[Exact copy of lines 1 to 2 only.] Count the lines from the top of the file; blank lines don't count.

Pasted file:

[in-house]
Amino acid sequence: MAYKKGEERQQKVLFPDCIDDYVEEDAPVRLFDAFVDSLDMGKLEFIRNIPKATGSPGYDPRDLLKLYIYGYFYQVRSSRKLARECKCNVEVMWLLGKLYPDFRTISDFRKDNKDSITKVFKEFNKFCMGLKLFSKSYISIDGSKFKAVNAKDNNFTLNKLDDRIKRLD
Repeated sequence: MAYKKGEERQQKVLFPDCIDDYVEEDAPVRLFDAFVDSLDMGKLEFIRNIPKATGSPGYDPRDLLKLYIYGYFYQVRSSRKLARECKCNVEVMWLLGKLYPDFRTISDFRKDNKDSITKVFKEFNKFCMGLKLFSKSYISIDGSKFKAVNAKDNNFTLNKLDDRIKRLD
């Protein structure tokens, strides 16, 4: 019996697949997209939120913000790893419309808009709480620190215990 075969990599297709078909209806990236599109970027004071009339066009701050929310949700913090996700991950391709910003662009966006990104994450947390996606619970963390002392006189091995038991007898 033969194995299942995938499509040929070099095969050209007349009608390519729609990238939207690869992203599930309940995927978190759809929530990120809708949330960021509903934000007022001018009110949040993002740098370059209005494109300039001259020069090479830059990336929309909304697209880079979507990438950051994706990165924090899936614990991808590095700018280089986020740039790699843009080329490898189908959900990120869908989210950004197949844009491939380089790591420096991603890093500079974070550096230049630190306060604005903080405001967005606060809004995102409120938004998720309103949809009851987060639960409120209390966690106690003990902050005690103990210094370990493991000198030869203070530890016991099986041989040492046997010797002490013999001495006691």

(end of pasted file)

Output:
[in-house]
Amino acid sequence: MAYKKGEERQQKVLFPDCIDDYVEEDAPVRLFDAFVDSLDMGKLEFIRNIPKATGSPGYDPRDLLKLYIYGYFYQVRSSRKLARECKCNVEVMWLLGKLYPDFRTISDFRKDNKDSITKVFKEFNKFCMGLKLFSKSYISIDGSKFKAVNAKDNNFTLNKLDDRIKRLD